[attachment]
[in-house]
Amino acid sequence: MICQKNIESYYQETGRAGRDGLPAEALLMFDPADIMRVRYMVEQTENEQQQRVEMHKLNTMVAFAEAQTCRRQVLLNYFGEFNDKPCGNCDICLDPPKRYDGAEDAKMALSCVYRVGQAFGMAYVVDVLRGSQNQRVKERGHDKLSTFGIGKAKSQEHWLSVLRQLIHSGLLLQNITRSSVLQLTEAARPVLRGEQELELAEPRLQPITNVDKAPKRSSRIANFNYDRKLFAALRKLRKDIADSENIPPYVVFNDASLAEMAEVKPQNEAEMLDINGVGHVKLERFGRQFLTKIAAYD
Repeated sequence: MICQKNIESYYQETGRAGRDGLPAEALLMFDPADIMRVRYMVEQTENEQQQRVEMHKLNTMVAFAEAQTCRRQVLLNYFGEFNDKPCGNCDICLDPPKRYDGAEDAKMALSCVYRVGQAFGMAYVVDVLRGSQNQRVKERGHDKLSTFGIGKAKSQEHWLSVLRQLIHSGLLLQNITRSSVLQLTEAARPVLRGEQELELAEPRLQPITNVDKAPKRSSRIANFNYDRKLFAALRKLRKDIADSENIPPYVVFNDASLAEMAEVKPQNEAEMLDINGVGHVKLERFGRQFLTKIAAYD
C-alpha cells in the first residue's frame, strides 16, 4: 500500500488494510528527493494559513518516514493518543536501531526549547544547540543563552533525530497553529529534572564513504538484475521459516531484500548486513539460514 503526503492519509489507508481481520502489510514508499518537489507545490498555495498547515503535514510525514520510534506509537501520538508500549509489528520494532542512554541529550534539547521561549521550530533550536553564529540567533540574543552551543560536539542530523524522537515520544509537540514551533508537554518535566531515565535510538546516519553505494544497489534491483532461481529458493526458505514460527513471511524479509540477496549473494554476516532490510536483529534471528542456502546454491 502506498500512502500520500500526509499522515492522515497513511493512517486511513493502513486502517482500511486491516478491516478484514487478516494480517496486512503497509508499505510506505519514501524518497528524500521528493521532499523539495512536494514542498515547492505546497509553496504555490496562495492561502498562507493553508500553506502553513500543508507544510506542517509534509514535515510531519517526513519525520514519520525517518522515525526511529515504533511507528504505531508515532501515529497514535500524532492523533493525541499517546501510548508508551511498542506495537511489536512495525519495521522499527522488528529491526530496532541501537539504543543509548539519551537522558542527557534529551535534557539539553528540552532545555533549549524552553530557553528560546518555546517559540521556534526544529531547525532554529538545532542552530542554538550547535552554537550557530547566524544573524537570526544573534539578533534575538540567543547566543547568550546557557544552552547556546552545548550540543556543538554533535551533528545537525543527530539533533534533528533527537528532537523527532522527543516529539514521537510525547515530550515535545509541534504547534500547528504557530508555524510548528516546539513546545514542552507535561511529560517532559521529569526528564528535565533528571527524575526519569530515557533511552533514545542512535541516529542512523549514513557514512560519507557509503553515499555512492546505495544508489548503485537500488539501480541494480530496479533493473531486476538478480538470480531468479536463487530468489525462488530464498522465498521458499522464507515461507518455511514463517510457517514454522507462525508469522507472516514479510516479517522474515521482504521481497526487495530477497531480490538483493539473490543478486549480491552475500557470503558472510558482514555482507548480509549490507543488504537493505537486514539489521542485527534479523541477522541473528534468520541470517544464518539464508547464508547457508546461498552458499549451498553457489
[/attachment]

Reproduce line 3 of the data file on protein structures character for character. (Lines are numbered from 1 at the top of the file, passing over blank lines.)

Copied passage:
Repeated sequence: MICQKNIESYYQETGRAGRDGLPAEALLMFDPADIMRVRYMVEQTENEQQQRVEMHKLNTMVAFAEAQTCRRQVLLNYFGEFNDKPCGNCDICLDPPKRYDGAEDAKMALSCVYRVGQAFGMAYVVDVLRGSQNQRVKERGHDKLSTFGIGKAKSQEHWLSVLRQLIHSGLLLQNITRSSVLQLTEAARPVLRGEQELELAEPRLQPITNVDKAPKRSSRIANFNYDRKLFAALRKLRKDIADSENIPPYVVFNDASLAEMAEVKPQNEAEMLDINGVGHVKLERFGRQFLTKIAAYD